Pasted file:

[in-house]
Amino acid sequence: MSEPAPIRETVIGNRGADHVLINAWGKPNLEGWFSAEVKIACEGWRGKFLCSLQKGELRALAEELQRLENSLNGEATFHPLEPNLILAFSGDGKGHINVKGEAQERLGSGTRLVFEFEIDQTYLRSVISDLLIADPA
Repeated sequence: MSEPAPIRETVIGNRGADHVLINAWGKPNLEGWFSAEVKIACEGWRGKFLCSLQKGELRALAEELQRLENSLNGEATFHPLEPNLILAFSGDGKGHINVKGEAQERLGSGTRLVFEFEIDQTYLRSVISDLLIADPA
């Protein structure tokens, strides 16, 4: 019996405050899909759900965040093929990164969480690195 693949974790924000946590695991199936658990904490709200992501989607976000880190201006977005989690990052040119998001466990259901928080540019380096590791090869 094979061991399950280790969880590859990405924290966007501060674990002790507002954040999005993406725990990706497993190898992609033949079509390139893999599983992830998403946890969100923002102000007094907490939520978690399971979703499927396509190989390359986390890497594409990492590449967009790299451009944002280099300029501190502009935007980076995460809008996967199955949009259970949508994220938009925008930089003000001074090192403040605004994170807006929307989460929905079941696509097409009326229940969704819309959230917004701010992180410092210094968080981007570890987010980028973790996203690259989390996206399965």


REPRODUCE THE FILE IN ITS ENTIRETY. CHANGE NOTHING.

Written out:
[in-house]
Amino acid sequence: MSEPAPIRETVIGNRGADHVLINAWGKPNLEGWFSAEVKIACEGWRGKFLCSLQKGELRALAEELQRLENSLNGEATFHPLEPNLILAFSGDGKGHINVKGEAQERLGSGTRLVFEFEIDQTYLRSVISDLLIADPA
Repeated sequence: MSEPAPIRETVIGNRGADHVLINAWGKPNLEGWFSAEVKIACEGWRGKFLCSLQKGELRALAEELQRLENSLNGEATFHPLEPNLILAFSGDGKGHINVKGEAQERLGSGTRLVFEFEIDQTYLRSVISDLLIADPA
């Protein structure tokens, strides 16, 4: 019996405050899909759900965040093929990164969480690195 693949974790924000946590695991199936658990904490709200992501989607976000880190201006977005989690990052040119998001466990259901928080540019380096590791090869 094979061991399950280790969880590859990405924290966007501060674990002790507002954040999005993406725990990706497993190898992609033949079509390139893999599983992830998403946890969100923002102000007094907490939520978690399971979703499927396509190989390359986390890497594409990492590449967009790299451009944002280099300029501190502009935007980076995460809008996967199955949009259970949508994220938009925008930089003000001074090192403040605004994170807006929307989460929905079941696509097409009326229940969704819309959230917004701010992180410092210094968080981007570890987010980028973790996203690259989390996206399965």